Communal spaces are a hallmark of a strong community, offering a meeting place for locals and information to visitors about the kind of area they are visiting. Africans value community deeply, but are the most likely to be affected by climate change. This means that outdoor spaces need to be designed in a way which doesn’t damage the environment and is welcoming to everybody.
The Africa Food Prize is an annual monetary prize of $100,000 given to an organization, or individuals who are making a real difference to African agriculture. The prize encourages the use of technology and innovation in food production and looks to make an improvement to food security.
Solar savings insurance products can help boost confidence among companies using solar power alternatives since it insures them against losses on forecasted solar energy savings. The first product of this kind debuted in South Africa last month under leadership of All Power Systems and Synthesis Power in collaboration with Fusion Energy, a clean energy concern based in Stellenbosch.
From Albania to Zambia, people across the globe love gardening. For some, it is a way to wind down and to enjoy some spare time, while for others, it is the difference between having food on the table and going hungry. Gardening is even popular within teeming cities like Nairobi, where residents have come up with novel solutions to squeeze gardens in to the most unlikely urban locations. Let’s find out what is involved.
Food, shelter and clothing are basic needs for the humankind; but, without an adequate standard of living, these core principles are hard to achieve. With less than ten percent of Africans living in decent housing in urban areas, the need for affordable, sustainable technology for housing has never been greater. Most African governments have backed the concept of prefabricated housing and realize that it is an ideal solution to close the gap of housing problems in their countries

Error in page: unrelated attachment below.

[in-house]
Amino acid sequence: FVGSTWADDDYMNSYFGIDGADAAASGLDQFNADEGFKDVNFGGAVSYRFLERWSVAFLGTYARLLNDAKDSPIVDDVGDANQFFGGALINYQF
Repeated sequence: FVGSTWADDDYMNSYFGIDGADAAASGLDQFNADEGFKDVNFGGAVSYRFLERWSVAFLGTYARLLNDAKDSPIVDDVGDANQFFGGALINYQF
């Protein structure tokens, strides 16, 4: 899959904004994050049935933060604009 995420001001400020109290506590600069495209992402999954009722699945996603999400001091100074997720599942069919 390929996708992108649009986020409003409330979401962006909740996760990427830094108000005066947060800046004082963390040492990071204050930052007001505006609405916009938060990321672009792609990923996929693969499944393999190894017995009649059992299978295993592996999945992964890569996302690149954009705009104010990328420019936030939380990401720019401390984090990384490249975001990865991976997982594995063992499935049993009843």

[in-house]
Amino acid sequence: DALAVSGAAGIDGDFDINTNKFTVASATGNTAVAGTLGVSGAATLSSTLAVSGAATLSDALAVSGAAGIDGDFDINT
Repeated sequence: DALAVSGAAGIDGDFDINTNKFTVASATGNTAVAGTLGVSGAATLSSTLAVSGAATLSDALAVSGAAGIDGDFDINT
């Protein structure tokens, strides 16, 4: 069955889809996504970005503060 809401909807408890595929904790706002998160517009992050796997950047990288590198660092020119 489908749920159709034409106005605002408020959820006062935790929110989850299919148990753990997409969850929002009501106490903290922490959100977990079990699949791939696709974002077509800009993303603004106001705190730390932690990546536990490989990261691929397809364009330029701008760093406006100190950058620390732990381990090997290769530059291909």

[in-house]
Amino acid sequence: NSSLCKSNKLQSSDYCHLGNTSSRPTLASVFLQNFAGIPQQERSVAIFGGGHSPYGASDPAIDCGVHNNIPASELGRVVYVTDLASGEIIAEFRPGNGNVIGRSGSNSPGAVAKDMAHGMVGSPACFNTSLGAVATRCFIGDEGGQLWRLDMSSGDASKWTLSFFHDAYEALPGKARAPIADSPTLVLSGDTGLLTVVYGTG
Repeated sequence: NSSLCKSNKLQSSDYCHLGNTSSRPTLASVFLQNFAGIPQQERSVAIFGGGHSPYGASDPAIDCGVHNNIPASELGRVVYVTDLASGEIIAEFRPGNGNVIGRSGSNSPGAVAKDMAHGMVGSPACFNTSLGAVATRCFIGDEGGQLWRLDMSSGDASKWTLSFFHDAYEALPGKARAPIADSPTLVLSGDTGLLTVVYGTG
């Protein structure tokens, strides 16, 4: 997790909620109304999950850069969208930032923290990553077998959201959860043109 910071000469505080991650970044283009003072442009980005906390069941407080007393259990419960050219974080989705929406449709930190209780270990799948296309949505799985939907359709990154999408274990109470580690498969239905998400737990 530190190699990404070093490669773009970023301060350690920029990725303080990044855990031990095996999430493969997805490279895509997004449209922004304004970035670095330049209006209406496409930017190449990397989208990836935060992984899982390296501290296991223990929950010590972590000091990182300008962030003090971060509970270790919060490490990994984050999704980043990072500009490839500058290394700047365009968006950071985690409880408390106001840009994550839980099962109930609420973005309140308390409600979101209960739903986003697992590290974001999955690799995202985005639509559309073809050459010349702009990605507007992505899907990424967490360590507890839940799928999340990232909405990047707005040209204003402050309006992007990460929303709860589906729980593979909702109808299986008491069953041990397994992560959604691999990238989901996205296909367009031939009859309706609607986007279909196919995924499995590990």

The global transportation sector will welcome twice more cars by 2030. Additionally, global freight volume will grow by 70 percent compared to 2015 figure. This is even as high population growth and faster urbanization trends push high the demand for connectivity. What cleaner and greener mobility options do we have today to save our environment tomorrow?
Whether they are consumed as grains or flour they are always products in high demand in Africa - these being cereals such maize, sorghum, millet and wheat. One of the issues with these widely consumed crops is when people want to grind them and consume them as flour, with most remote areas lacking access to electricity and therefore use expensive fossil fuel to run milling machines.
Better housing is one of the key indicators of the economic development, but most developing countries still have a challenge to secure clean homes for their habitants. Dirt floors are often responsible up to 80 percent of diseases. In most cases, parasites live in soil in form of feces and bacteria that can be contagious by either absorption or a simple contact. EarthEnable has introduced a solution to all those problems.
The Croton tree, which is commonly known as Mukinduri in Eastern and Central part of Kenya, is now a good known source of biofuels and that is being practiced. It grows in a challenging environment and unlike jatropha and palm, it won't bring food and fuel competition. It has no chemical additives and burns cleaner than traditional diesel fuel, with no sulfuric content. It can save our environment from carbon emissions and help in better land usage.
Many companies use traditional methods to measure the impact of solar power investments such as quoting the many dollars invested, number of people using their kits and areas covered by their product, which are inadequate tools for measuring social impact for solar power investments if we have to get it right. Traditional approaches of gathering data are not only expensive, take time to give results and complicated to use, but are also not helpful in terms of boosting solar power funding. The lean data approach proposed by Acumen could, not only bridge solar power funding gaps in developing worlds, but will also help companies to understand emerging markets.
Research undertaken by Greentech Media (GTM) predicts that over the next five years, the global solar market will demonstrate a cumulative average growth rate of around 8%, with emerging economies including India and Latin America leading the progress.